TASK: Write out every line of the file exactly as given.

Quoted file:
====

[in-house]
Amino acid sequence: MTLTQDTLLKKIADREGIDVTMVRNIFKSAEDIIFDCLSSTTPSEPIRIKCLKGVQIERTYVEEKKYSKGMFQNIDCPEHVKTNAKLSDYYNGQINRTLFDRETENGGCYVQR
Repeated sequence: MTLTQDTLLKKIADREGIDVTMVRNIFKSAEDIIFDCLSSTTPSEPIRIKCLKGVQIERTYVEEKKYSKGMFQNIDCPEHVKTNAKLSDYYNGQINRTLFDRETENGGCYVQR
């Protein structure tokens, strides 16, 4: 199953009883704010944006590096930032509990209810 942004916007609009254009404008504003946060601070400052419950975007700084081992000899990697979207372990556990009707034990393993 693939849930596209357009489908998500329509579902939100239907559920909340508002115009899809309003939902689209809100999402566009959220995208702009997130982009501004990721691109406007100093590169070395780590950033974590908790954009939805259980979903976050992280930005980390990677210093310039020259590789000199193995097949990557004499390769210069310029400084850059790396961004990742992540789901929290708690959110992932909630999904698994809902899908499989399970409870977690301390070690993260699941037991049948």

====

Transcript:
[in-house]
Amino acid sequence: MTLTQDTLLKKIADREGIDVTMVRNIFKSAEDIIFDCLSSTTPSEPIRIKCLKGVQIERTYVEEKKYSKGMFQNIDCPEHVKTNAKLSDYYNGQINRTLFDRETENGGCYVQR
Repeated sequence: MTLTQDTLLKKIADREGIDVTMVRNIFKSAEDIIFDCLSSTTPSEPIRIKCLKGVQIERTYVEEKKYSKGMFQNIDCPEHVKTNAKLSDYYNGQINRTLFDRETENGGCYVQR
């Protein structure tokens, strides 16, 4: 199953009883704010944006590096930032509990209810 942004916007609009254009404008504003946060601070400052419950975007700084081992000899990697979207372990556990009707034990393993 693939849930596209357009489908998500329509579902939100239907559920909340508002115009899809309003939902689209809100999402566009959220995208702009997130982009501004990721691109406007100093590169070395780590950033974590908790954009939805259980979903976050992280930005980390990677210093310039020259590789000199193995097949990557004499390769210069310029400084850059790396961004990742992540789901929290708690959110992932909630999904698994809902899908499989399970409870977690301390070690993260699941037991049948």